Brian Kelly’s keynote speech at the Opening Night Dinner for Notre Dame Baseball was a smashing success, and another reason why many are incredibly excited for Kelly to take the reins of the Irish football program.
Kelly’s attention to detail and methodology behind building a championship team was incredibly detailed. And while some have compared it to the motivational tactics of Lou Holtz, Kelly actually went much deeper than the Tao of Doctor Lou.
Kelly’s comments were actually based on a learning theory developed in the 1940s by psychologist Abraham Maslow, who also wrote one of the groundbreaking theories on human motivation.
(I’ve got a feeling we’ll be tackling this one when the subject of pregame speeches comes along...)
Maslow was the first to posit the “Conscious Competence” theory, a theory that Kelly laid out for an audience eager to hear anything of substance from the new head football coach. And while Kelly did a great job relating everything to the recent instability of the baseball team after head coach Paul Mainieri left for LSU, you don’t have to have a Masters in psychology to figure out how to apply this theory to the recent struggles of the football program.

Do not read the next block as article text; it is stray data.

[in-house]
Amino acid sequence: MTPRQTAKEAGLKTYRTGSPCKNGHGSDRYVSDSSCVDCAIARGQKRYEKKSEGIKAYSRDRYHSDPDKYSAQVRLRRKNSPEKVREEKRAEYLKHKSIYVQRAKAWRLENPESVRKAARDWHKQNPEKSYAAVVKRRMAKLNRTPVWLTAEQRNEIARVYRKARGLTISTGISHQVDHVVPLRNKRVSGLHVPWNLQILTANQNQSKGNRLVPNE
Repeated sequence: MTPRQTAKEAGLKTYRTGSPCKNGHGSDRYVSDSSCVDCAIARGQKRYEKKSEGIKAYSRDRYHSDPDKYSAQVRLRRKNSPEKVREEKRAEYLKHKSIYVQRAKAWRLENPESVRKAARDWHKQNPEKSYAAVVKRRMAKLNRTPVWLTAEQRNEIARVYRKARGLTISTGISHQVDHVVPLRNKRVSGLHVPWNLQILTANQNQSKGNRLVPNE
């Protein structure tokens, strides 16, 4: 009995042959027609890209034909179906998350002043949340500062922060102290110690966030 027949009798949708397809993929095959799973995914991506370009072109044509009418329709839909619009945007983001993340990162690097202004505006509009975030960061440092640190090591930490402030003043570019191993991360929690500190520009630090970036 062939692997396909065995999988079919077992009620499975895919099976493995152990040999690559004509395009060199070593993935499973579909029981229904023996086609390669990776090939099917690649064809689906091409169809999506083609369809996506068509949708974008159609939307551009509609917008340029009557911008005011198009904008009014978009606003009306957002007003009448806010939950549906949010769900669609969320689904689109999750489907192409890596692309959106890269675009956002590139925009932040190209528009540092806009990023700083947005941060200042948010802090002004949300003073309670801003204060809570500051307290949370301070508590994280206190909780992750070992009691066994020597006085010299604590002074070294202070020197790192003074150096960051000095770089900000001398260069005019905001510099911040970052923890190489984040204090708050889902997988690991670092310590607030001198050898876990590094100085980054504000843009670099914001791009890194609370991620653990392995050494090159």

“A lot of people know how to win,” Kelly said. “Winning once and a while, a lot of people can do that. How do you consistently win? How do you win them all? That’s a process.”
And so Kelly went on and laid out the four stages of competence, which Kelly tweaked into the four stages of winning consistently.
Stage One: Unconscious Incompetence
Stage Two: Conscious Incompetence
“You know know what Coach wants from me on a daily basis. You now know what the formula is, but you can’t do it yet, because you have so many bad habits. You can’t seem to finish the drill. You can’t seem to pay attention to detail.”
Stage Three: Conscious Competence
“You now know the message, you are able to do it, but it’s really hard. It’s hard for you to stay on task. That’s where great coaching comes in and keeps you focused, keeps you involved in the process. It’s not, ‘Hey, I want to be a champion.’ Everybody wants to be a champion. What are you going to do about it? Conscious competence is that area where coaches really need to remind their players every single day what it takes to be a champion.”
Stage Four: Unconscious Competence
The entire speech is available to watch at UND.com, but it really is an impressive performance by a coach that’s learned a ton in his 20 years of head coaching experience. Kelly is by no means the first person to take psychological theories and apply them to the sporting world, but if there’s a perfect dissection of the problems that plagued the Irish football team under Charlie Weis, it was the never-ending, mind-blowing battle for consistency.
With Kelly at the helm, you get the feeling that this won’t be a problem for much longer.